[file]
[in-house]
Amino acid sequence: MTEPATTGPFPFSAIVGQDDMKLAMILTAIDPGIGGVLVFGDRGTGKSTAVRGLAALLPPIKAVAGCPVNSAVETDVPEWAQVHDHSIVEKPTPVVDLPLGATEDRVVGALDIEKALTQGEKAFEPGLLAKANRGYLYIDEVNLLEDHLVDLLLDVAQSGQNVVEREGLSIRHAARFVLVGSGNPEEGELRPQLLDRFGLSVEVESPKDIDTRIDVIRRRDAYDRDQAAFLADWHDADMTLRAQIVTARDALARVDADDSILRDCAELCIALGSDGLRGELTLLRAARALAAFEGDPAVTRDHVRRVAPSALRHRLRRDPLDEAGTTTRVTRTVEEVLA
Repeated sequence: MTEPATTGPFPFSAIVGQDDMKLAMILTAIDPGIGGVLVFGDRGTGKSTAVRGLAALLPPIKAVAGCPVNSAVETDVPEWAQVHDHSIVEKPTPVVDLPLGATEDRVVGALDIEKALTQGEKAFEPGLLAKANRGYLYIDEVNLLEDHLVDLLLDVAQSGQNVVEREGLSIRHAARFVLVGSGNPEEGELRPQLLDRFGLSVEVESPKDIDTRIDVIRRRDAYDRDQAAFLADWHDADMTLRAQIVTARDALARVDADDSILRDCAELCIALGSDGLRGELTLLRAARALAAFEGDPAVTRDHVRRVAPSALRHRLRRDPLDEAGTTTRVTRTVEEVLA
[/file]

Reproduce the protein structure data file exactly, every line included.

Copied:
[in-house]
Amino acid sequence: MTEPATTGPFPFSAIVGQDDMKLAMILTAIDPGIGGVLVFGDRGTGKSTAVRGLAALLPPIKAVAGCPVNSAVETDVPEWAQVHDHSIVEKPTPVVDLPLGATEDRVVGALDIEKALTQGEKAFEPGLLAKANRGYLYIDEVNLLEDHLVDLLLDVAQSGQNVVEREGLSIRHAARFVLVGSGNPEEGELRPQLLDRFGLSVEVESPKDIDTRIDVIRRRDAYDRDQAAFLADWHDADMTLRAQIVTARDALARVDADDSILRDCAELCIALGSDGLRGELTLLRAARALAAFEGDPAVTRDHVRRVAPSALRHRLRRDPLDEAGTTTRVTRTVEEVLA
Repeated sequence: MTEPATTGPFPFSAIVGQDDMKLAMILTAIDPGIGGVLVFGDRGTGKSTAVRGLAALLPPIKAVAGCPVNSAVETDVPEWAQVHDHSIVEKPTPVVDLPLGATEDRVVGALDIEKALTQGEKAFEPGLLAKANRGYLYIDEVNLLEDHLVDLLLDVAQSGQNVVEREGLSIRHAARFVLVGSGNPEEGELRPQLLDRFGLSVEVESPKDIDTRIDVIRRRDAYDRDQAAFLADWHDADMTLRAQIVTARDALARVDADDSILRDCAELCIALGSDGLRGELTLLRAARALAAFEGDPAVTRDHVRRVAPSALRHRLRRDPLDEAGTTTRVTRTVEEVLA